Ten years have passed, and Sidney Prescott (Neve Campbell), who has put herself back together thanks in part to her writing, is visited by the Ghostface Killer. –IMDb
Rising out of the mid-western suburbs of Cleveland, Ohio, Wes Craven has become synonymous with genre bending and innovative horror, challenging audiences with his bold visions and keeping them on the edge of their seats since the release of his first feature film, The Last House on the Left, which he wrote, directed, and edited in 1972. In the 39 years since that controversial film’s arrival, Craven has demonstrated that he is a filmmaker with heart, guts, humor – and an unbridled imagination expanding into films, television, and literature.
Craven’s career is marked with both creative and commercial milestones that have made his name synonymous with genre building and innovative horror.
Craven reinvented the youth horror genre again in 1984 with the classic A Nightmare on Elm Street, a film he wrote and directed. And though he did not direct any of its five sequels, he deconstructed the genre a decade later, writing and directing the audacious Wes… read more
Tired, threadbare, and bland. Like a leftover horror film that has been microwaved not once, but twice. Are standards really this low now? Please retire this series...the original was a mildly amusing little bon bon with a cool opening sequence...nothing more. it simply does not deserve all this fuss, and the self reflexive b.s. now just feels like a band aid.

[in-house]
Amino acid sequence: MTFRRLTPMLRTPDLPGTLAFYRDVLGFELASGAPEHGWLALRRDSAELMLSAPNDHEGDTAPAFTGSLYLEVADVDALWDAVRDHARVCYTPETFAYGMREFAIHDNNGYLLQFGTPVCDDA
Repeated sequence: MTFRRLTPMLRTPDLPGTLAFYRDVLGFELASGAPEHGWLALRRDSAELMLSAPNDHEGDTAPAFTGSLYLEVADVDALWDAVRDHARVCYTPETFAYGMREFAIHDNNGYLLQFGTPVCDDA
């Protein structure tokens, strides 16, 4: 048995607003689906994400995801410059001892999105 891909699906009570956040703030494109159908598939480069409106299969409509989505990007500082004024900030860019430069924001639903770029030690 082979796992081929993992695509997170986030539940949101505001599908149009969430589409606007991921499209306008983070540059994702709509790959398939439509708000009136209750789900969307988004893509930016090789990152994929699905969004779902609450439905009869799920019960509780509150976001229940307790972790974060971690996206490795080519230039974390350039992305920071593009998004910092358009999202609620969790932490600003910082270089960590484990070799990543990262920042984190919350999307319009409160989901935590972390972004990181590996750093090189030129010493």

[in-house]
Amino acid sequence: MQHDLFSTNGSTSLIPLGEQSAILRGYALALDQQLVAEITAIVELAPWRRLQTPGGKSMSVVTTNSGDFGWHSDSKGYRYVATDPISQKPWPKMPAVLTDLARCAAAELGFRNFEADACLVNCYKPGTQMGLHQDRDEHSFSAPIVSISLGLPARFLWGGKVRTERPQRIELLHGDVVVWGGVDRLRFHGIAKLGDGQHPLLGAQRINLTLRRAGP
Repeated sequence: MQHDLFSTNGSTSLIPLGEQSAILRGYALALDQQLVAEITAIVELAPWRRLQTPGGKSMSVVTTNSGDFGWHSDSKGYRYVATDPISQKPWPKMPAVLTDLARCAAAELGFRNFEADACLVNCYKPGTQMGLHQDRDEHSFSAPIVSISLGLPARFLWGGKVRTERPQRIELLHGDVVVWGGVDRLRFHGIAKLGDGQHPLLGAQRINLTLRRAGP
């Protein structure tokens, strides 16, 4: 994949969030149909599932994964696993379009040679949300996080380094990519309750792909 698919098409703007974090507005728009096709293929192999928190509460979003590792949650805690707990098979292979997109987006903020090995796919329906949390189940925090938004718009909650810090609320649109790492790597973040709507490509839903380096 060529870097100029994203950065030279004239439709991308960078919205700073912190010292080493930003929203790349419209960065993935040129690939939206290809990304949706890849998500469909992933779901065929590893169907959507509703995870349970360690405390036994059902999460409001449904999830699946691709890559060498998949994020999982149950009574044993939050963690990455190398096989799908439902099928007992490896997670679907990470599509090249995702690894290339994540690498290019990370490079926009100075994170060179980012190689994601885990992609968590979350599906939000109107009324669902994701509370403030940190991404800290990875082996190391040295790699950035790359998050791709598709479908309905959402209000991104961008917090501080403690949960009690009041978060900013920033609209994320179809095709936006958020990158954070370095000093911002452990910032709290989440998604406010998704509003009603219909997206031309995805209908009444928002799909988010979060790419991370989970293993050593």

I may be alone in this but I've got myself halfway convinced that "Scream 4" is some kind of masterpiece. Sure, we're a long way from the late 90's but part of what makes "Scream 4" so brilliant is the way it serves as both a love letter to fans who grew up with the original and an acknowledgment of how much youth culture has changed since 1996. Let's face it: kids today are scary - and they know that jobs can be lost, political careers can collapse, and anonymous teens can gain notoriety with one YouTube video. This film is a scathing satire of our famewhore society but never ceases to be playful or entertaining. As Hayden Panettiere tearfully recites a litany of all the classic horror movies that have been remade lately, Wes Craven and company call Hollywood to task for failing to make any memorable editions to the horror genre during the past 13 years. The thing is, the team behind "Scream 4" are smart enough to know they're part of the problem too.
"The finest Western you'll see this year is set in aristocratic 16th-century France, in the heat of Counter-Reformation," declares Nick Pinkerton
Better than Scream 2 & 3 by a mile, this is the true sequel to the first film in my opinion. That being said, it is not an awesome film by any means. The best thing for genre connoisseurs and fans… read review